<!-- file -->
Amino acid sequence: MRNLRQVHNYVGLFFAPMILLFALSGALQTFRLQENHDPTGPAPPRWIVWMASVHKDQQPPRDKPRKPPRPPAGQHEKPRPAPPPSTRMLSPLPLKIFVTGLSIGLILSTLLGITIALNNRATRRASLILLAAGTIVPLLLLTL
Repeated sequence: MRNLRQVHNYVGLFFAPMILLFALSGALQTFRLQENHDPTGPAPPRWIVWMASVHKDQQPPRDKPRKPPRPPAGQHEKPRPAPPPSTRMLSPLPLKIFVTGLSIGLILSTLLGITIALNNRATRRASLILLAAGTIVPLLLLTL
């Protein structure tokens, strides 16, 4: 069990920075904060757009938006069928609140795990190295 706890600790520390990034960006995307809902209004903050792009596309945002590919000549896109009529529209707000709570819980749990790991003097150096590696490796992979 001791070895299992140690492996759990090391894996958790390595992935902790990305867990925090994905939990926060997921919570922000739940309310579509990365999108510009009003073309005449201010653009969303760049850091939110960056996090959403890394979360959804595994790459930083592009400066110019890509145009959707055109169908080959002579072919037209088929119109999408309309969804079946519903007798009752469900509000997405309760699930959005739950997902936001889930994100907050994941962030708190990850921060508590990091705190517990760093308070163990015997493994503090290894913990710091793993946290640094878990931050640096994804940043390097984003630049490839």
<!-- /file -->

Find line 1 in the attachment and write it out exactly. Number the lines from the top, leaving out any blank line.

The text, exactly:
Amino acid sequence: MRNLRQVHNYVGLFFAPMILLFALSGALQTFRLQENHDPTGPAPPRWIVWMASVHKDQQPPRDKPRKPPRPPAGQHEKPRPAPPPSTRMLSPLPLKIFVTGLSIGLILSTLLGITIALNNRATRRASLILLAAGTIVPLLLLTL